Hands-On Stock Price Time Series Forecasting using Deep Convolutional Networks
In this article, we will learn how to apply deep convolutional networks for predicting 1D time-series/sequences in python. This model could be easily applied to the stock-price prediction problem. Deep CNNs have been quite popular in areas such as Image Processing, Computer Vision, etc. Recently, the research community has been showing a growing interest in using CNNs for time-series forecasting problems. This article will be useful for a wide range of readers including deep learning enthusiasts, finance professionals, academicians, and data-science hobbyists.
Convolutional Neural Networks: Analogy between Computer Vision & Time Series Forecasting
In this section, we will start with an Image processing example to understand intuitively the similarity between Computer Vision and Time Series Analysis using CNNs. Let’s get started with the example involving this puppy (because it’s very cute).
CNN’s interpretation of Image matrices
Every image that is digitally available is actually a matrix of pixel values. Each pixel value can range from 0 to 255 depending on the intensity of the pixel. Each image also comprises channels depending on the color composition of the image. A grey image has one channel since each channel corresponds to the colors it contains. A color image has three channels comprising red, blue, and green colors. A convolutional neural network perceives each image as a matrix of pixel values in the dimension of image width, length, and the number of channels.
For example, let us assume that the puppy’s image is 2000 pixels wide and 2500 pixels in height. Also, since it is a color image, it would have 3 channels. Hence, the image would consist of 3 matrices of the size of dimensions [2500,2000]. Overall, we have a 3D matrix of dimension [2500,2000,3]. This 3D matrix then goes in as an input to the CNN model. Therefore, for a CNN model the above image is interpreted (in an over-simplified example) as a matrix as shown below :
Now that we have an understanding of how an image is perceived by the Machine Learning Model, we will proceed to understand the primary components of a Deep CNN model and understand how these components are also used for time series forecasting. Following are the primary layers of an ordinary CNN model.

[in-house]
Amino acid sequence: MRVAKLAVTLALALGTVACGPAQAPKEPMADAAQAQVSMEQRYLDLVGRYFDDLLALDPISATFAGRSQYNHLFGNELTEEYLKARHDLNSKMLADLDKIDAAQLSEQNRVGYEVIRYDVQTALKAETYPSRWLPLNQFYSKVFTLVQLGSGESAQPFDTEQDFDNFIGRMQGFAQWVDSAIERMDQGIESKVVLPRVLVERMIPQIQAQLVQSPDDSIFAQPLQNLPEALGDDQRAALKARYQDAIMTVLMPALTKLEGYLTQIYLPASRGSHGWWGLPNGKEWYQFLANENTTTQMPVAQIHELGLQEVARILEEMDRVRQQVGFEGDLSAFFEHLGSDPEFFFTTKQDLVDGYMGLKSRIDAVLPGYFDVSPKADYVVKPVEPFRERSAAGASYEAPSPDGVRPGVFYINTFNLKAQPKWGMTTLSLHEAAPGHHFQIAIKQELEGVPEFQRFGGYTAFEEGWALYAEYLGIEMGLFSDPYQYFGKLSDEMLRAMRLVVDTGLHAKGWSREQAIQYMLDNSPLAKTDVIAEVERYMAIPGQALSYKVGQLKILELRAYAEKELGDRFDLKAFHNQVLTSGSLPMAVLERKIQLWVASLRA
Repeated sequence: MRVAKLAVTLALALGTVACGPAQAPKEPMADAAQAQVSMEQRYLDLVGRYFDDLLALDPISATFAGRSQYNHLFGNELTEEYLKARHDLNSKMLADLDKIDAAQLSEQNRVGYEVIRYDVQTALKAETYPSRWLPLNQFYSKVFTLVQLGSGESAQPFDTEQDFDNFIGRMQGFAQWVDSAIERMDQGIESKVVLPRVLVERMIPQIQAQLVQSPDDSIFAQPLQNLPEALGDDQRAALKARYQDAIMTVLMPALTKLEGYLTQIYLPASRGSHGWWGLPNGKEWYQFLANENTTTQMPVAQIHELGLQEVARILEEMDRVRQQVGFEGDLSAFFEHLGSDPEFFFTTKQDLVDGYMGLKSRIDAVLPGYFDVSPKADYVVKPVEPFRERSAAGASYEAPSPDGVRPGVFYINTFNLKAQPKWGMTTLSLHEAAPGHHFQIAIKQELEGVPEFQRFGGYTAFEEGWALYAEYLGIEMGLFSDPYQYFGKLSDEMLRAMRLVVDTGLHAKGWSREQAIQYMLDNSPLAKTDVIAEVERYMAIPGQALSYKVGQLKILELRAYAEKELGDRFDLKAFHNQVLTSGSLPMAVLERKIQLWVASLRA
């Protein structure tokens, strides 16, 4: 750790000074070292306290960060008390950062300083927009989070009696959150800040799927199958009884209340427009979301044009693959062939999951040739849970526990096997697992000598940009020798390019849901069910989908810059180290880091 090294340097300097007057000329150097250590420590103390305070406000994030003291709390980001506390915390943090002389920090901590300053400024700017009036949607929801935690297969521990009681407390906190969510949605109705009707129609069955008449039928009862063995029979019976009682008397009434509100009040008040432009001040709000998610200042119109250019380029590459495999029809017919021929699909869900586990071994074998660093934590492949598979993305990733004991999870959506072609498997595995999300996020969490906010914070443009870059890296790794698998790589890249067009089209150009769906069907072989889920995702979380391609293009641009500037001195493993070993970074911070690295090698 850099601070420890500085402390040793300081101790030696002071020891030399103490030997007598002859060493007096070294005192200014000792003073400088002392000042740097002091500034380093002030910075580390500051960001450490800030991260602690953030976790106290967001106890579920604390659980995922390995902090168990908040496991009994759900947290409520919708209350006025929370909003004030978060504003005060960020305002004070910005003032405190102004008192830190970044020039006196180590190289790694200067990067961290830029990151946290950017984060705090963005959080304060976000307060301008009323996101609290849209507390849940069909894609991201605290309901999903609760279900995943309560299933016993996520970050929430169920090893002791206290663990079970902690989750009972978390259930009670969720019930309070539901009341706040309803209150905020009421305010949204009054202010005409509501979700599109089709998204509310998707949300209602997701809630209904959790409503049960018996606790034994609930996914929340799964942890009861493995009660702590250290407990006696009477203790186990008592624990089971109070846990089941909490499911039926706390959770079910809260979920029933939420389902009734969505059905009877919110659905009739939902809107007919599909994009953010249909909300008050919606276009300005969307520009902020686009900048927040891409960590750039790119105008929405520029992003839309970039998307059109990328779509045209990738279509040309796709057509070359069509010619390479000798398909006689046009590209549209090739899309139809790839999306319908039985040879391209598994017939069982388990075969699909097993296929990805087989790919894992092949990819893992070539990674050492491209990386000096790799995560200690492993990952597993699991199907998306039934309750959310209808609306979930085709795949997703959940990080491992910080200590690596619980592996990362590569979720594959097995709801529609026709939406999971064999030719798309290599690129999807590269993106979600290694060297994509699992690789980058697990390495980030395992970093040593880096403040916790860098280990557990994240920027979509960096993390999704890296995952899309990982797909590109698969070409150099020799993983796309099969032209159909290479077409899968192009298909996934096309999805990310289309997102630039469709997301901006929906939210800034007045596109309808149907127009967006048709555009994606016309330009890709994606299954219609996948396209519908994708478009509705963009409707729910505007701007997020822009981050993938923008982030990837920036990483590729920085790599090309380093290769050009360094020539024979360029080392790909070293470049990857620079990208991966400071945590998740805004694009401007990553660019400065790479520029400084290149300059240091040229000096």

1. Convolutional Layer
2. Pooling Layer
3. Fully Connected Layer
These layers are explained in brief for better understanding.
In the convolutional layer, the image input matrix is multiplied by a feature matrix to extract important features of the image. The filter matrix slides through the input matrix and basically extracts the information from smaller sub-sections of the image. There are various filter matrices available to extract different types of features from the image. The figure below shows a basic filter operation on our input image matrix.
Image Source: provided by the Author
In the pooling layer, the resultant matrix is then multiplied to pooling matrix which extracts the maximum or average values from the small subsections. The pooled image is significantly compressed in size than the main image matrix. A basic illustration is shown below.
Fully Connected Layer
The pooled matrix is then flattened and then fed to the fully connected layer which learns the images through its neural networks. In our time series stock price forecasting example, the 1D time series is converted to a 3D matrix using the methodology below and the neural network analogy remains the same. A full flow chart for the application of CNN to time series prediction is shown below. The only difference between computer vision problems and time series ones is the input we give to the model (image matrix for computer vision and 1D array for time series forecast ).
Hence, if we are able to convert the 1D time-series sequence to an input image matrix shape, we could apply a CNN model for the forecasting problem. We will now discuss the methodology and a simple test sequence on which we will apply our model.
Methodology for CNN model:
We will be following the below-mentioned pathway for applying CNNs to a univariate 1D time series :
1) Import Keras libraries and dependencies